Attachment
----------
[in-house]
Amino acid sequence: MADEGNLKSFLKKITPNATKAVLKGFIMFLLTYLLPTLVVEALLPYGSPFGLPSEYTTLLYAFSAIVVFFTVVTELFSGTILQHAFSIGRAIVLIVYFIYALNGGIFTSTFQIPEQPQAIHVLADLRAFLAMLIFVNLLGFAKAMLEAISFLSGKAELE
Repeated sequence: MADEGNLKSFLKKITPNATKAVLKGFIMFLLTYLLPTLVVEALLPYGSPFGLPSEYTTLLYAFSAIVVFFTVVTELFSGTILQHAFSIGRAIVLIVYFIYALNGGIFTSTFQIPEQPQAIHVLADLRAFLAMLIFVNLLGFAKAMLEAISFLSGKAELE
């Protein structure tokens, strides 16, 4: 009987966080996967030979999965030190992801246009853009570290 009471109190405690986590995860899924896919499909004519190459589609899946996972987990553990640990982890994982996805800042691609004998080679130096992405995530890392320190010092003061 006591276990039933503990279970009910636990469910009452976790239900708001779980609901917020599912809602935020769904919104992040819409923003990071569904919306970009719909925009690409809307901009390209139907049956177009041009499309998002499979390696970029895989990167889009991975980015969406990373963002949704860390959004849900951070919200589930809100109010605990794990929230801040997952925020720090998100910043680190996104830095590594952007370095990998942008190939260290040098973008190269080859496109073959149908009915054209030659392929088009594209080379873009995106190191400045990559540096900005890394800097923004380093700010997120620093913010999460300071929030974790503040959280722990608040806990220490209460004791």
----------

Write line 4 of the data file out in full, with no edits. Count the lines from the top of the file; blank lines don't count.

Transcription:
């Protein structure tokens, strides 16, 4: 009987966080996967030979999965030190992801246009853009570290 009471109190405690986590995860899924896919499909004519190459589609899946996972987990553990640990982890994982996805800042691609004998080679130096992405995530890392320190010092003061 006591276990039933503990279970009910636990469910009452976790239900708001779980609901917020599912809602935020769904919104992040819409923003990071569904919306970009719909925009690409809307901009390209139907049956177009041009499309998002499979390696970029895989990167889009991975980015969406990373963002949704860390959004849900951070919200589930809100109010605990794990929230801040997952925020720090998100910043680190996104830095590594952007370095990998942008190939260290040098973008190269080859496109073959149908009915054209030659392929088009594209080379873009995106190191400045990559540096900005890394800097923004380093700010997120620093913010999460300071929030974790503040959280722990608040806990220490209460004791």